Universal continues to have two success stories in the top five. Puss In Boots: The Last Wish fell only 10% in its sixth week and grossed $10.6 million. That brings its total to over $140 million, which is more than $12 million ahead of Sing 2’s pace, earning $6 million more than that animated film’s $4.6 million sixth weekend. For all the attention given to The Way of Water’s all-timer weekends, it is worth noting that the Puss In Boots sequel just had the seventh-best sixth weekend for a December wide opener and is now headed for a final haul north of $180 million, and it has grossed over $300 million worldwide. Also continuing to do well is M3GAN, which took in another $6 million this weekend and is hovering around $82 million. The $12 million production with a 2025 sequel on the way is still on pace to do around $95 million domestic.
Tom Hanks continues to bring in moviegoers as A Man Called Otto fell only 28% to $6.3 million this weekend. That brings the film to over $45 million, and it should find itself getting over the $60 million threshold in the coming weeks. Last week’s release of Missing dropped 45% to just over $5.6 million, putting its total at $17.5 million. That’s better than the Denzel Washington horror film Fallen, which had $16.9 million after 10 days and a $4.9 million second weekend. It finished with just over $25 million, which would be very close to Missing’s predecessor, Searching, which made $26 million. Not bad at all for a $4 million production, and much better than the $50 million budget of Gerard Butler’s Plane, which is up to just $25 million.
Finally, limited releases made up the rest of the top 10 and just beyond. The Indian spy actioner Pathaan grossed $5.9 million in 695 theaters for an $8,557 per theater average. It has made over $8 million since opening Wednesday. Well Go’s release of the sci-fi sequel The Wandering Earth II got itself in the top 10 despite only playing in 142 theaters; its $1.3 million haul equates to a PTA of $9,542, the second highest of the week after A24’s Best International Feature Film Oscar nominee Close, which grossed $68,143 in four theaters for a PTA of $17,035. The concert film Billie Eilish: Live at the 02 just missed the top 10 with $1.29 million in 600 theaters for a PTA of $2,150. And finally, lest someone make a big deal out of Kevin Sorbo’s faith-based Left Behind: Rise of the Antichrist grossing $2.3 million, just tell them it did that in 1,405 theaters for a PTA of $1,681, barely better than the hell portrayed in Brandon Cronenberg’s Infinity Pool.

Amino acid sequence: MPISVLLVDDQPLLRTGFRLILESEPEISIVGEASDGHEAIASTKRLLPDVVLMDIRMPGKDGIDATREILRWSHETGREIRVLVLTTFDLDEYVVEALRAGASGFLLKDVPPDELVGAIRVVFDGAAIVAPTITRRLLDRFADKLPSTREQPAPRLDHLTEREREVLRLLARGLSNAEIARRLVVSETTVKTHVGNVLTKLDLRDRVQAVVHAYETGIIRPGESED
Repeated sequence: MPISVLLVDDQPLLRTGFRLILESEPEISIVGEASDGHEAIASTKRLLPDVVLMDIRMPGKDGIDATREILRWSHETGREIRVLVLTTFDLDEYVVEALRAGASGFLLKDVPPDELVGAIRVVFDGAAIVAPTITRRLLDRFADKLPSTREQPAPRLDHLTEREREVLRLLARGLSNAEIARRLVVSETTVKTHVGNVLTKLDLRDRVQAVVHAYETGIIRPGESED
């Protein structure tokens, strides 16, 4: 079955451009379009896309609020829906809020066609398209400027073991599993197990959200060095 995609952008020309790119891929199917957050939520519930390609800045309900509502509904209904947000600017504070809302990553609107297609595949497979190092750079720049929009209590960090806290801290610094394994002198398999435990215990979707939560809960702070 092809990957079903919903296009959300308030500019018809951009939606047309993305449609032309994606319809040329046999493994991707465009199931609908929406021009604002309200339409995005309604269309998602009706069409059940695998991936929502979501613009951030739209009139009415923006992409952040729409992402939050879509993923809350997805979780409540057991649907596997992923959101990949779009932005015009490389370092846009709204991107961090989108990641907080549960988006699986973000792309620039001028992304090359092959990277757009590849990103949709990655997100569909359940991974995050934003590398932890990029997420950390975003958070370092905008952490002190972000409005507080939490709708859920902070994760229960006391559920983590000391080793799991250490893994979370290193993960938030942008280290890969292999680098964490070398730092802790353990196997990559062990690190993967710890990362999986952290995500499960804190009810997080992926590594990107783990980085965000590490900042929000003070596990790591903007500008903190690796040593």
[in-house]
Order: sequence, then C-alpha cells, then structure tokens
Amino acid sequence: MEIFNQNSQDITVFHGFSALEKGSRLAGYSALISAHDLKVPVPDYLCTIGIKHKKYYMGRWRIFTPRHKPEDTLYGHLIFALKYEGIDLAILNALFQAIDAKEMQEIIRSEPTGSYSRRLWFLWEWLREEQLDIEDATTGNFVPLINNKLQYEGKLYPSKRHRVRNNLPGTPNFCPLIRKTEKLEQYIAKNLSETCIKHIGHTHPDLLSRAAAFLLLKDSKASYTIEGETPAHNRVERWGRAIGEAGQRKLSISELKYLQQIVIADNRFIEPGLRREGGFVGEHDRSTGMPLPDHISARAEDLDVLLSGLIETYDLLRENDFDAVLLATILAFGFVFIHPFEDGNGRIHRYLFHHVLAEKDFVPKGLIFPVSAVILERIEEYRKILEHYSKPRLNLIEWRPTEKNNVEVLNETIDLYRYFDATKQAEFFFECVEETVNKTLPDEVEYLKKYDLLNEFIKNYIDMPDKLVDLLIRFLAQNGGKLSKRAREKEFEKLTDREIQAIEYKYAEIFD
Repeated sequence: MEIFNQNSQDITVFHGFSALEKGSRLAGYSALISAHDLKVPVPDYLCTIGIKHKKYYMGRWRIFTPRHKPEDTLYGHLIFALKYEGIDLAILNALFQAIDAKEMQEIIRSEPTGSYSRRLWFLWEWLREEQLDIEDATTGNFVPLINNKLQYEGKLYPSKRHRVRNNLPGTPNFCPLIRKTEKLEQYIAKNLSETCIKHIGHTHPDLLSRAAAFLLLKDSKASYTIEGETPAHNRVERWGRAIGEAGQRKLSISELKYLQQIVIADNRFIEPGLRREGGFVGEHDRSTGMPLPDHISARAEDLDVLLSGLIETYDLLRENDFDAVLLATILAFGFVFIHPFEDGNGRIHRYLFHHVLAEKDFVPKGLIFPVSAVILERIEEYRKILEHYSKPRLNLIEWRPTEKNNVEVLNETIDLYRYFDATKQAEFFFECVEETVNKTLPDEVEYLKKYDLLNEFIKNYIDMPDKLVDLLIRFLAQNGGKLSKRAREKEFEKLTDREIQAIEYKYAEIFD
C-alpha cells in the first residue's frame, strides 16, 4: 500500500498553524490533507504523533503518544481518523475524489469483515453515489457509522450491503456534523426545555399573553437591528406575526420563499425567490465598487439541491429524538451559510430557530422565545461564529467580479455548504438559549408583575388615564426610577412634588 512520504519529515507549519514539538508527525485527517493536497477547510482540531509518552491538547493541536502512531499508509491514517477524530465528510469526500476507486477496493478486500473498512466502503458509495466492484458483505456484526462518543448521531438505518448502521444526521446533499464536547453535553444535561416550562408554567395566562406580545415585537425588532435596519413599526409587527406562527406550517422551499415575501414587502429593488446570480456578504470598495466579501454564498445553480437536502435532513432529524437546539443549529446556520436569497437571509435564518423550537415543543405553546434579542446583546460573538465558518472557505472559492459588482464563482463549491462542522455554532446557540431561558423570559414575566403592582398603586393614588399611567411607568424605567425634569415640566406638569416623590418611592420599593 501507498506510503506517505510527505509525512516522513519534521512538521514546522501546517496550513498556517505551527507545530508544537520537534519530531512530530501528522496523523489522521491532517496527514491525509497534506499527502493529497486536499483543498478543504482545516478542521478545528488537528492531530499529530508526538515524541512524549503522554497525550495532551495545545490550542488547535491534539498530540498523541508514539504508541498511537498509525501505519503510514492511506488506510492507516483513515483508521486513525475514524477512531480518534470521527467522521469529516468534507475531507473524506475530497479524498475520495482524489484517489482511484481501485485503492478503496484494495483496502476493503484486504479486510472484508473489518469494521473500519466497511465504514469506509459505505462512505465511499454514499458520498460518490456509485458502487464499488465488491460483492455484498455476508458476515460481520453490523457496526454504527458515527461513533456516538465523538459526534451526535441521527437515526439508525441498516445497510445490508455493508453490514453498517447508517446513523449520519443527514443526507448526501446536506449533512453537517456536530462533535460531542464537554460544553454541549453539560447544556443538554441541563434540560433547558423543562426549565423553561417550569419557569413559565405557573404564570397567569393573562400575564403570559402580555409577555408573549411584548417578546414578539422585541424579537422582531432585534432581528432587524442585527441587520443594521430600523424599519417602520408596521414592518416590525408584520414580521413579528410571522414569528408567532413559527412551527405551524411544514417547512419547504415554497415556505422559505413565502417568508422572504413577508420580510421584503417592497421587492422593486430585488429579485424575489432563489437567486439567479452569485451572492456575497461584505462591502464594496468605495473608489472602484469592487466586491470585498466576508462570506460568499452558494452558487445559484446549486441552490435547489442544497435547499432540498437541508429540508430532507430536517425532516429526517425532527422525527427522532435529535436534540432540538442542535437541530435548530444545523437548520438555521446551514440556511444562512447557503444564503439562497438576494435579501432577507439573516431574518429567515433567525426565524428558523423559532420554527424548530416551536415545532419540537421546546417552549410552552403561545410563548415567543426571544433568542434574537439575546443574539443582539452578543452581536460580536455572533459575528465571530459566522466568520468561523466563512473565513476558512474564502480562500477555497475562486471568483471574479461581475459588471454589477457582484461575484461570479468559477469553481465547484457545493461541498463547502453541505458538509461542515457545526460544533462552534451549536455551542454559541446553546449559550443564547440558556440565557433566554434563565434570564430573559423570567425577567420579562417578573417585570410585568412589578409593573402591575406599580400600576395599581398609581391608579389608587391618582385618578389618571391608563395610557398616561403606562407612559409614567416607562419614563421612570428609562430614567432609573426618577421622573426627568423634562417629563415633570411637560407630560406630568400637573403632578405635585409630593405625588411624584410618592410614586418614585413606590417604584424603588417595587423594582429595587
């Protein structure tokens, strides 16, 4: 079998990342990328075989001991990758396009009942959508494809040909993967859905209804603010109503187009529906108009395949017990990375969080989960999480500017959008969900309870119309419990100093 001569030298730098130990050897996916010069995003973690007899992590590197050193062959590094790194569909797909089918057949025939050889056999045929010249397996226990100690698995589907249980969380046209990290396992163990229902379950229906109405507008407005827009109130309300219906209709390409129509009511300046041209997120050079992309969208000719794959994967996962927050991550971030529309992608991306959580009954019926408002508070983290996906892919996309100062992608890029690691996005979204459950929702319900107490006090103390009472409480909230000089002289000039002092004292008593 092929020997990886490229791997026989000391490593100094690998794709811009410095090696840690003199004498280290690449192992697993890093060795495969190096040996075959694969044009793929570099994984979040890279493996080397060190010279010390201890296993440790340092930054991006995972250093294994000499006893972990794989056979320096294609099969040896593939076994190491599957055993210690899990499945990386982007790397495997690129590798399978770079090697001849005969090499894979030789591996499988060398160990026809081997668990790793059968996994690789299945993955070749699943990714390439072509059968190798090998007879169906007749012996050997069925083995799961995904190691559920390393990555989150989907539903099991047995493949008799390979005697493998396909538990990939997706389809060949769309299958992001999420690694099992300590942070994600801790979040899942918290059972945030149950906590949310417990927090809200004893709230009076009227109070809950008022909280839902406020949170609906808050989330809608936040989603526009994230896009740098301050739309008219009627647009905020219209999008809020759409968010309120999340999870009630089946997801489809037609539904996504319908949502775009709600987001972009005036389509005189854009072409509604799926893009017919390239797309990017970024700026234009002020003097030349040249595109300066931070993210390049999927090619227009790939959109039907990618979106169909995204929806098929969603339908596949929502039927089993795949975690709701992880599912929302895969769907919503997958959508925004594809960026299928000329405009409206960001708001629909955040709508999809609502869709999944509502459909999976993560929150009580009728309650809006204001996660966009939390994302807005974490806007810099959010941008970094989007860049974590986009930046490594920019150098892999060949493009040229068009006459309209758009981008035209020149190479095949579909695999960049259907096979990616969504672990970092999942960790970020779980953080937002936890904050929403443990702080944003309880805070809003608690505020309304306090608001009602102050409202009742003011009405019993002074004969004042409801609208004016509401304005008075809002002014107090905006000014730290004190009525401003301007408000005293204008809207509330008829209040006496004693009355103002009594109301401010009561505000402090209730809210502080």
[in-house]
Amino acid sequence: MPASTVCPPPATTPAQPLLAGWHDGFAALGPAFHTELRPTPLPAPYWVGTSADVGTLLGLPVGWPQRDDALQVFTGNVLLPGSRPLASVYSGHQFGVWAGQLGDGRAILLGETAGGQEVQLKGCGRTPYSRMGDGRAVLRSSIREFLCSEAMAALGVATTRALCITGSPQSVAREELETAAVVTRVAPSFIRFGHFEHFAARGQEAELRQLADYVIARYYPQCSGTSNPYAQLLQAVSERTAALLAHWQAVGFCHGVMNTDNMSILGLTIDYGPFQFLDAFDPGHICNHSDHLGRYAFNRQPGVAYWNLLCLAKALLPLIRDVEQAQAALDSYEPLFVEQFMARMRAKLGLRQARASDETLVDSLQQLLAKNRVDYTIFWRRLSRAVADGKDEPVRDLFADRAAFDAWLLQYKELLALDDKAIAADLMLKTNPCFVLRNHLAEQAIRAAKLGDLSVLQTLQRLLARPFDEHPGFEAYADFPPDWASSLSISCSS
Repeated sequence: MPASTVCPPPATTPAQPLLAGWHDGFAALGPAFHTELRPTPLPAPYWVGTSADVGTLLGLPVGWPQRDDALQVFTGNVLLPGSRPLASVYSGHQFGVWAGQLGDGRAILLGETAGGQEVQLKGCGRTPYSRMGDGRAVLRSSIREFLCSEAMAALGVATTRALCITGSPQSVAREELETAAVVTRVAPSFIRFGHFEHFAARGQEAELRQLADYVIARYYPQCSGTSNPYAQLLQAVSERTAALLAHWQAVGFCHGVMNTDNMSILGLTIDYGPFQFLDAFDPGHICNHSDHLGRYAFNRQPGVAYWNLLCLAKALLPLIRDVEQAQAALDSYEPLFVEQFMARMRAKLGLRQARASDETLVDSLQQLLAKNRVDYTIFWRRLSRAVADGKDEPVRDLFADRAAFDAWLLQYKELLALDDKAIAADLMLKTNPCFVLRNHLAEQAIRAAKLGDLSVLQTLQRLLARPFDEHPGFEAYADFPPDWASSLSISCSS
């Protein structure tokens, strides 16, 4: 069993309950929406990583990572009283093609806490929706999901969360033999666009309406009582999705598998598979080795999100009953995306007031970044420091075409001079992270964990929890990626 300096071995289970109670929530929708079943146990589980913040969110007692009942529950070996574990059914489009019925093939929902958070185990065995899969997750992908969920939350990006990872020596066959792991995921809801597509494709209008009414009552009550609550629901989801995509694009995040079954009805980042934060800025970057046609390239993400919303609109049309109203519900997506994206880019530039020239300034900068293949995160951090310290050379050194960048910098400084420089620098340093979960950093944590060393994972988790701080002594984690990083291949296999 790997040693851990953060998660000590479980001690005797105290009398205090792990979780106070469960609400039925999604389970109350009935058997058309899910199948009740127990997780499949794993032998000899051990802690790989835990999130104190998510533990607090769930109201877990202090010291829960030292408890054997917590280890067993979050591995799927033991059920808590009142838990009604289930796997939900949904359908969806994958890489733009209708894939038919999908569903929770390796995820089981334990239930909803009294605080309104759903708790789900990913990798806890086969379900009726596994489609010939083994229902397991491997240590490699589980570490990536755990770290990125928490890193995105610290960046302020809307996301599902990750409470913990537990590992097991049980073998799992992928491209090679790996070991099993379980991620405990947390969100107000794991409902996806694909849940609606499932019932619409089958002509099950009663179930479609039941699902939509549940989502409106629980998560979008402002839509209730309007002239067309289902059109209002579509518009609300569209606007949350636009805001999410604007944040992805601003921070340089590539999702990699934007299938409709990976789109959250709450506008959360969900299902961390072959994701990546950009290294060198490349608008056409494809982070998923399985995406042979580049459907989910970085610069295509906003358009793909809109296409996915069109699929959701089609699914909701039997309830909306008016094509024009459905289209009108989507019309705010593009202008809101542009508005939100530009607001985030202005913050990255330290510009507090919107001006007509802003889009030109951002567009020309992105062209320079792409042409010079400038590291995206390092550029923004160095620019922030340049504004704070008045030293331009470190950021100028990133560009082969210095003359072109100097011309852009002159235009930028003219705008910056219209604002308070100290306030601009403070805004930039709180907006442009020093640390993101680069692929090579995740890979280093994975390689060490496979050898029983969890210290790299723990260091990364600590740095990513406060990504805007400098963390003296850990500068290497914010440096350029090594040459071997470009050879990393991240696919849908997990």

Two wide releases look to unseat Avatar next weekend, and both may succeed to knock it back to third place. M. Night Shyamalan’s Knock at the Cabin, his second R-rated feature, is likely to do well with the horror crowd who haven’t felt completely burned by him by now. It should finish at No. 1 next week, but don’t dismiss the appeal of the four legends (Jane Fonda, Lily Tomlin, Sally Field and Rita Moreno) in 80 for Brady. The quarterback is out of the playoffs and free to promote the film now; he’s got seven Super Bowl rings, but can he conquer the box office as well?
[box office figures via Box Office Mojo]
Thumbnail image by ©Walt Disney Studios Motion Pictures